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Lessons learned abroad

Leaving WORLD more convinced of God’s goodness

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Twelve years ago as a college senior, I nervously interviewed for a WORLD Magazine reporter job. Nick Eicher asked me where I saw myself in five years. “I want to be a foreign correspondent,” I said, aware of publications downsizing and bureaus closing. I’ll never forget Nick’s answer: “There’s an opportunity for that here at WORLD.”

Almost exactly five years later, I found myself on a plane headed to Taiwan as WORLD’s first foreign ­correspondent, marveling at God’s faithfulness. Yet I also feared failure and felt overwhelmed by the task ahead.

This month marks my seventh anniversary living in Taipei, Taiwan. I now see God’s faithfulness in every step: I met trusted sources who became friends. I studied Chinese. On reporting trips across Asia, I witnessed God’s work firsthand. My faith grew as God answered desperate pleas in dangerous situations, led me to the people He wanted me to meet, and revealed that true hope in this weary world can only be found in Him.

Most unexpectedly at my Taipei church, I met a cute, God-loving man from central Illinois who would become my husband, then the father to our rambunctious 1-year-old son, Miles. I knew I loved my then-boyfriend Kevin when I left for a reporting trip and found in my suitcase notes he had written for each day I’d be gone and how he was praying for me. I owe all these blessings to God, of course, but in part I also owe them to WORLD.

My faith grew as God answered desperate pleas in dangerous situations.

That’s also why it’s so difficult and sad to note that this issue marks my last at WORLD. I’ll be stepping down as managing editor and stepping into the unknown. Yet if the past seven years have taught me anything, it’s that God will be faithful even when I am fearful.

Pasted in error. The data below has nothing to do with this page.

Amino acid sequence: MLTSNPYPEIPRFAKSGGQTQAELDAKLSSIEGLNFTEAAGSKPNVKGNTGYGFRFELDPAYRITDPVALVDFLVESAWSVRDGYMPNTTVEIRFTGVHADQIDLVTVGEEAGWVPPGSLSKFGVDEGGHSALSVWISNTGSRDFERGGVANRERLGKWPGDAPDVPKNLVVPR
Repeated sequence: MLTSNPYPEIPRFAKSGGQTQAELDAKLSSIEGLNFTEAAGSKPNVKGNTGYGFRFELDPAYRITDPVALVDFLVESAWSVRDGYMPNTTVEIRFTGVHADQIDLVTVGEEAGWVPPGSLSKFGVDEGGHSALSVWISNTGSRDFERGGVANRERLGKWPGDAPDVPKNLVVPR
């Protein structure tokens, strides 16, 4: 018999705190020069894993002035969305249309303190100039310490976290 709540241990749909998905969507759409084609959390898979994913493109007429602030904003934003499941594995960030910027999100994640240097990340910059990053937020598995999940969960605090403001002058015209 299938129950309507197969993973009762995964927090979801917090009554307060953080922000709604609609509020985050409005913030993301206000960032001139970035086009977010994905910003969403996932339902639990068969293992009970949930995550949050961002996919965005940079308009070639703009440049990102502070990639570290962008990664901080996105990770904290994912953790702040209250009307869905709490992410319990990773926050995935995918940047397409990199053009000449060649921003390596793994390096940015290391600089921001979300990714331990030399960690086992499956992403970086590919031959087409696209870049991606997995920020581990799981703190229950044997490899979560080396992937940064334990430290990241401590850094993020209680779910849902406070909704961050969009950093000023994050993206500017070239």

Readers can discern my reasons for leaving from columns published in previous issues by Sophia Lee, Mindy Belz, and Marvin Olasky. But I want to leave you with three lessons I’ve learned reporting abroad.

1. We know so little.

When I first moved to Taiwan, a relative asked me how I, a foreigner, could expect to understand the local context well enough to report on it. His comment pricked my pride and made me defensive. But today I see wisdom in his words. My early articles could only scrape the surface of any given topic. Seven years of reporting later, I can better discern what’s newsworthy and provide deeper analysis. But even more, I see how little I know.

At a time when everyone claims expertise in a myriad of topics, it’s important—and freeing—to remember that we don’t know much, we usually can’t see the full picture, and we’re more limited than we want to admit. So let’s stop, listen, and learn.

2. Let go of control.

When planning reporting trips, I feel the most secure when my schedule is filled with interviews and events. I like to know who I’ll meet with and where I need to go. Yet some of my best material has come from spontaneous, unguarded moments: conversations with a source’s family over a home-cooked meal, last-minute invites to a prayer meeting, ambling interviews that run over time.

Making space for this in my reporting—and my life—means loosening my grip. Yet it allows me to trust God and give Him glory for how it comes together.

3. The Church is global.

Reporting in Asia always brings a transcendent moment when I sit in a worship service—sometimes in a hallowed historic church or a crowded apartment living room. I look around and see brothers and sisters filled with the Spirit worshipping the same God and reading the same Word. I imagine how as the globe spins, Christians around the world wake up for their turn to worship.

It’s an image of the great multitude we will worship with one day as we stand before the King of kings. When tempted to get caught up in divisions of American evangelicalism, remember to zoom out and see how God continues to call people from every tongue and tribe to Him. One day we will cry together, “Salvation belongs to our God who sits on the throne, and to the Lamb!” Amen.

Angela Lu Fulton

Angela is a former editor and senior reporter for WORLD Magazine. She is a graduate of the World Journalism Institute and Northwestern University’s Medill School of Journalism.



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